Designing the Future of School Security

After the tragic events in Newtown CT, as well as others schools in the past, the questions continue to rise about how safe are our schools and children. Personally, I do believe that our schools are safe.

The statistics show that less than 2% of youth homicides occur while on school grounds, and that number has only declined or maintained over the past 10 years. However, if you are the family member that has lost a loved one or is supporting someone who survived a horrific event like what happened in Newtown, that percentage provides little comfort to you.

School Security

03 Jan 2013: Members of the North Augusta Public Safety SWAT team survey the halls of North Augusta Middle School. REX Features

That’s why schools need to stay vigilant and continue to look at policies, procedures, training and technology that will defend against situations that could be minimized or even avoided.

Security Solutions that Won’t Work

The first major question that comes to mind is: Should we arm police, security or teachers in schools each and every day?

My feeling is no and there is no data to suggest otherwise. Adding guns to the mix is never a good solution. With percentages as low as they are, adding guns into a situation where they could be used against you or the children, is never a good option.

Police are trained to respond and deal with situations like this should they occur. Having one police officer on duty at each school would not stop a situation like Newtown CT, a hard realization for all of us to deal with. How would that one person prevent an issue at a football game, the bus stop, outdoors gym class etc.?

They cannot be stationed or positioned everywhere.

Instead, we need to look at how we use the resources we have already, what solutions we can implement to improve and train staff accordingly.

Security Solutions that Will Work

A school’s relationship with city and town services is a critical part to a security program’s success. It’s important to involve the local police, fire and other emergency services in security planning and training; each group provides a unique and important perspective needed to have a comprehensive program.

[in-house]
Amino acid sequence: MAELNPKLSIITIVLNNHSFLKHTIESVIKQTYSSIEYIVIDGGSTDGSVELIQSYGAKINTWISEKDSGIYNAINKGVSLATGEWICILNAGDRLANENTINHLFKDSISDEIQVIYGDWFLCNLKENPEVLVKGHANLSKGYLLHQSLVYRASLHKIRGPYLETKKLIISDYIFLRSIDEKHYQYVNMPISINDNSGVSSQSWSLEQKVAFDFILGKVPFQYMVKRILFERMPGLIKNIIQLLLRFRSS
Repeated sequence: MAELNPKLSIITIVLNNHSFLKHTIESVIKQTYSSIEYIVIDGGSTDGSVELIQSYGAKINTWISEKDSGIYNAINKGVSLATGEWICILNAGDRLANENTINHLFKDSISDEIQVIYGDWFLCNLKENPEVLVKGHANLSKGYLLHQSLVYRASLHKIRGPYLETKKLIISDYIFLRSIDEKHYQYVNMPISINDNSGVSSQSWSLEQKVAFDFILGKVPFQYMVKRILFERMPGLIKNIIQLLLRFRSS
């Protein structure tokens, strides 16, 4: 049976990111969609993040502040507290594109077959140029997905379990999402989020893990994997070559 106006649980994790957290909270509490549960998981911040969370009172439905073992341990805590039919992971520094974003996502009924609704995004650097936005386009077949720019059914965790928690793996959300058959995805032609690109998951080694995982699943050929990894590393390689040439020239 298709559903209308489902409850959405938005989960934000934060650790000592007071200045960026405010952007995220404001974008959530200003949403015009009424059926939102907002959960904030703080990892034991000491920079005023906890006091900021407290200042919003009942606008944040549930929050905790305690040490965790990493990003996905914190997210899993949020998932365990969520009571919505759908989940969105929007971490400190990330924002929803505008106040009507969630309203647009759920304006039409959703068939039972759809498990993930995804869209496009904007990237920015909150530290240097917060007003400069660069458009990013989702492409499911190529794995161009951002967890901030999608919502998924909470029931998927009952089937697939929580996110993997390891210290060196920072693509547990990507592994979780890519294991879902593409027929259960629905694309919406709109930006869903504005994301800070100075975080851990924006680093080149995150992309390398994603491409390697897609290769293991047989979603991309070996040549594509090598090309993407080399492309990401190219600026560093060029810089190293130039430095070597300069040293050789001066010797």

We cannot create policies and procedures in a vacuum, but instead, through strong partnerships and teamwork.

In addition, staff and students should be educated on what warning signs to recognize and how to react to them. Budget cuts to staff that remove professionals who work with children in need and have the skill-sets to identify early warning signs need to be scrutinized.

We also need to train staff on how to deal with emergency situations to help minimize the loss of life until emergency professionals arrive at the scene.

Designing School Security

Technology is a key component to the success of any security program. It shouldn’t be the sole solution but it should be part of a successful, comprehensive solution.

Cameras, access control cards and other security technology can deter and detect individuals that may want to commit a crime. Having a well thought out plan and someone with the experience to implement that plan is key.

In addition, as we look at designing new schools, we need to keep security strategies and features in mind. These costs can be minimal during the design phase, compared to adding them later on down the road.

When you allow experts to participate in your security plan process from day one, good things can happen.

31 Jan 2013: Douglas County Sheriff Lt. Brian Murphy sits in on part of an art class while spending some time at Buffalo Ridge Elementary School, part of a new cooperative effort between law enforcement and schools for more routine police presence at local primary schools, in Castle Pines, Colo. AP Photo

The Cost of Safety

We all understand that cost is an issue and school budgets are tight; however, we cannot continue to be such a reactionary society. We often don't spend money before the event, yet somehow find the money after a major (and tragic) event occurs.

Use outside resources when feasible to ensure that a true holistic approach to your school’s safety and security program can be achieved – and more importantly – tested. These additional costs don’t need to be out of reach. In fact, many organizations will reduce fee's to work with cities and towns to ensure the safety of our children.

For instance, I have reduced my fees to work with schools to ensure they have the following:

  1. An outside resource that can give an unbiased opinion.
  2. A collaborative discussion that includes Police, Fire and School professionals.
  3. An agnostic and holistic approach to a comprehensive security program.

Many times we lay the foundation of a security program which never gets completed, tested or even implemented. Plan, create, train and test, then test it again. We cannot replace the lives lost or forget who they are, but we can take the time and energy to remain active and committed in creating the best and safest schools for our children.

Hear more on what David has to say about school security in his spreecast with journalist Eszter Vajda: School Safety: Protecting Our Children.

David M. Cullen is the President of Intelligence Security International (ISI). He’s a Senior Security Professional with 25+ years of experience in all facets of security and management.